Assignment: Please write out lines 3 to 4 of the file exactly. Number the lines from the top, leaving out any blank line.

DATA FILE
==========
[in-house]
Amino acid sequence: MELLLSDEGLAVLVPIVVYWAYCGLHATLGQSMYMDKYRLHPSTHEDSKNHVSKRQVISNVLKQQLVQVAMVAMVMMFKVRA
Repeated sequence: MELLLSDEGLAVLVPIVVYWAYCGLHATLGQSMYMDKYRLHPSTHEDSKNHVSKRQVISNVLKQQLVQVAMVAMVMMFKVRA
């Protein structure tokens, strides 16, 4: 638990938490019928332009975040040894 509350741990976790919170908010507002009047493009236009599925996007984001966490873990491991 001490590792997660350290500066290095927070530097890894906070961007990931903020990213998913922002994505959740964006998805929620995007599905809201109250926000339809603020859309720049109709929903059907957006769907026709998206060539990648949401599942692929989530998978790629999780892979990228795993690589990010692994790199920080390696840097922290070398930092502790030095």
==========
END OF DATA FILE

Repeated sequence: MELLLSDEGLAVLVPIVVYWAYCGLHATLGQSMYMDKYRLHPSTHEDSKNHVSKRQVISNVLKQQLVQVAMVAMVMMFKVRA
């Protein structure tokens, strides 16, 4: 638990938490019928332009975040040894 509350741990976790919170908010507002009047493009236009599925996007984001966490873990491991 001490590792997660350290500066290095927070530097890894906070961007990931903020990213998913922002994505959740964006998805929620995007599905809201109250926000339809603020859309720049109709929903059907957006769907026709998206060539990648949401599942692929989530998978790629999780892979990228795993690589990010692994790199920080390696840097922290070398930092502790030095």